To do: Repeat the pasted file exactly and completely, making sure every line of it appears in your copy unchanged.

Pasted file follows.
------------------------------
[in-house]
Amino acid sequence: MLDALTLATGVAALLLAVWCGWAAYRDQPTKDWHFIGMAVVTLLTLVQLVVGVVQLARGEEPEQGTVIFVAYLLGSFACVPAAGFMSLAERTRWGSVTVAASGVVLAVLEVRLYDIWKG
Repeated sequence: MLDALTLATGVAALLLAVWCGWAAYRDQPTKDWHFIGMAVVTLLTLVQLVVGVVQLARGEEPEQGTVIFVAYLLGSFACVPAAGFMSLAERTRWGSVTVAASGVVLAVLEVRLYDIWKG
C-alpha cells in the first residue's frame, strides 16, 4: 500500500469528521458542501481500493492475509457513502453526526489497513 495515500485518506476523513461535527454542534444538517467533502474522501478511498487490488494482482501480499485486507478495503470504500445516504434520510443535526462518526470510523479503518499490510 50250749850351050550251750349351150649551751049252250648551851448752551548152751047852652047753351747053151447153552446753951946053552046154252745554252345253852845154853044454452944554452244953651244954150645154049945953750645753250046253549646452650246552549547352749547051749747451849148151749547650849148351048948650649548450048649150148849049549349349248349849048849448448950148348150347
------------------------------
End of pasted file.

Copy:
[in-house]
Amino acid sequence: MLDALTLATGVAALLLAVWCGWAAYRDQPTKDWHFIGMAVVTLLTLVQLVVGVVQLARGEEPEQGTVIFVAYLLGSFACVPAAGFMSLAERTRWGSVTVAASGVVLAVLEVRLYDIWKG
Repeated sequence: MLDALTLATGVAALLLAVWCGWAAYRDQPTKDWHFIGMAVVTLLTLVQLVVGVVQLARGEEPEQGTVIFVAYLLGSFACVPAAGFMSLAERTRWGSVTVAASGVVLAVLEVRLYDIWKG
C-alpha cells in the first residue's frame, strides 16, 4: 500500500469528521458542501481500493492475509457513502453526526489497513 495515500485518506476523513461535527454542534444538517467533502474522501478511498487490488494482482501480499485486507478495503470504500445516504434520510443535526462518526470510523479503518499490510 50250749850351050550251750349351150649551751049252250648551851448752551548152751047852652047753351747053151447153552446753951946053552046154252745554252345253852845154853044454452944554452244953651244954150645154049945953750645753250046253549646452650246552549547352749547051749747451849148151749547650849148351048948650649548450048649150148849049549349349248349849048849448448950148348150347